Kristin Luker’s metaphor of “sliding into a conversation” or framing one’s budding research interest in terms of an ongoing intellectual conversation really helped me to hone my “glimmer of inquiry” (see my first blog post describing this “glimmer” http://researchmethodsdialogues.blogspot.com/2010/09/glimmer-of-inquiry.html ). Coincidentally and somewhat out of context, Luker’s reference to librarians as the “pitbulls of democracy” (p.85) reminded me of a conversation which I feel is very relevant to my area of interest, and worth sliding into. The conversation is on the topic of U.S. librarians whose anticipated vocal concern over the privacy of their patrons under the Patriot Act was muzzled by the FBI. The librarians in question see this as an outright (and illegal) affront against some of the fundamental tenets of democracy. Here is a good article that summarizes the discussion http://www.wired.com/threatlevel/2007/06/librarians-desc/#previouspost.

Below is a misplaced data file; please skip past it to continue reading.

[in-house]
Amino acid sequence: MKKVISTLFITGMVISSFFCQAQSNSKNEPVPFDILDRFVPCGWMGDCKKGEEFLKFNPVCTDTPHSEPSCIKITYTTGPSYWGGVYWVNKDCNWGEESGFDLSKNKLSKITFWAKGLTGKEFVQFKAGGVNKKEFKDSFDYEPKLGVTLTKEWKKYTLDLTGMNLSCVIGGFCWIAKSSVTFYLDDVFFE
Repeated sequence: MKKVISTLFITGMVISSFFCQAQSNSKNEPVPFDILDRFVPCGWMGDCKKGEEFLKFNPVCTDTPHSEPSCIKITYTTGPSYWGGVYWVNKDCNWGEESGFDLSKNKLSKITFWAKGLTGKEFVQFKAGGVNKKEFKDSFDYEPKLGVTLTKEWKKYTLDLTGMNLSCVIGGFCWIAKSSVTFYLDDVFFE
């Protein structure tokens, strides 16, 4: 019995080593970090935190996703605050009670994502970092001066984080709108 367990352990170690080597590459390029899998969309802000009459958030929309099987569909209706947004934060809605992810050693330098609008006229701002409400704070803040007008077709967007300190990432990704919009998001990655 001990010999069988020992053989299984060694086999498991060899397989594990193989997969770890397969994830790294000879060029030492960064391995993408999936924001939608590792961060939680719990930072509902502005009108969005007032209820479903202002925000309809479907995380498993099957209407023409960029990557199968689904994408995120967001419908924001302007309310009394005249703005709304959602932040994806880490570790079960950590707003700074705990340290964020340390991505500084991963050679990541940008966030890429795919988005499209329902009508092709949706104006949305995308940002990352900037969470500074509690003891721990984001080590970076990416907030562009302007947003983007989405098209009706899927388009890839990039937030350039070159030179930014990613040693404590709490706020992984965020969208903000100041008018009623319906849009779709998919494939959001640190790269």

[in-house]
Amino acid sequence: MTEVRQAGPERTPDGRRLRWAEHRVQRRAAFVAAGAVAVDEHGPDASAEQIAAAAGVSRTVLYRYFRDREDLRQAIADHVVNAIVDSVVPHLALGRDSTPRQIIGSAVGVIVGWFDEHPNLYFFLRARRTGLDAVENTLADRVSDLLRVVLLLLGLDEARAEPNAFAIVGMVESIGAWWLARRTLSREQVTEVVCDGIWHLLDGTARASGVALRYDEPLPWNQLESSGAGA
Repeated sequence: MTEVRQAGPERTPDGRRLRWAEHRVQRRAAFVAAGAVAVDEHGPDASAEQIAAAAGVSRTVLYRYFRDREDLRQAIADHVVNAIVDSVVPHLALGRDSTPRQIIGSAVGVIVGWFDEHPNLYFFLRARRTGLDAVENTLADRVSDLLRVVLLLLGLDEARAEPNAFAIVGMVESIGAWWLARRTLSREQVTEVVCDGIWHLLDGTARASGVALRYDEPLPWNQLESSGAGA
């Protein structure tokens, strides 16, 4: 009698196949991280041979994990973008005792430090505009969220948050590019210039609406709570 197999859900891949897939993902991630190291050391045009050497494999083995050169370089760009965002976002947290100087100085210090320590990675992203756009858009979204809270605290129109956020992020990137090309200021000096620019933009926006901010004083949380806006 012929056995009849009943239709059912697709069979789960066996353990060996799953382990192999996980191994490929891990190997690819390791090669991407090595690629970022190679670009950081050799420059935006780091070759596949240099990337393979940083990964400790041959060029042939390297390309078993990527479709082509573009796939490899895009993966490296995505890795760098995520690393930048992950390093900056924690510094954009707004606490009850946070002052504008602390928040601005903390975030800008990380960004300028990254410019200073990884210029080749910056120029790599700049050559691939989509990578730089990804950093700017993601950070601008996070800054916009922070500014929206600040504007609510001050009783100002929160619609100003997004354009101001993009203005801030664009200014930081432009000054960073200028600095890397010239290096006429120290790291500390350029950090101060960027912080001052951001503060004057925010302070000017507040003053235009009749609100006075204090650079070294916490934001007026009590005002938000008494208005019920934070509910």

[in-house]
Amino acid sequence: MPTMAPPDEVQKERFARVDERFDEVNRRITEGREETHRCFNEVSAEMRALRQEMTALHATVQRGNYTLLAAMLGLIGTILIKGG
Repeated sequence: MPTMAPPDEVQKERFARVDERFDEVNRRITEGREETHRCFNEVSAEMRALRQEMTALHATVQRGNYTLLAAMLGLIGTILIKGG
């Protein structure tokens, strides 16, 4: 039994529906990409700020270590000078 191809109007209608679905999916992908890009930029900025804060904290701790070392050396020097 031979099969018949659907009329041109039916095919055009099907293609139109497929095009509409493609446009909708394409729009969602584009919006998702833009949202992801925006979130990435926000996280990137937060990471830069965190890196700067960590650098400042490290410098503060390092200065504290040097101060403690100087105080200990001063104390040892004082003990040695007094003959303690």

In a Canadian context, I want to know if the research community within the “information sciences” is also engaging in similar conversations. This can (in part) be measured by surveying the materials being published in Canadian “information science” journals. A number of resulting questions come to mind; for instance, what portion of other topics make-up the “info science” body of research? What is the nature of these topics? What credence are given to them? What does this say about the public role of the “info sciences” (e.g., what are the implications for democracy if these pit bulls (dissident librarians) are being muzzled and visa versa?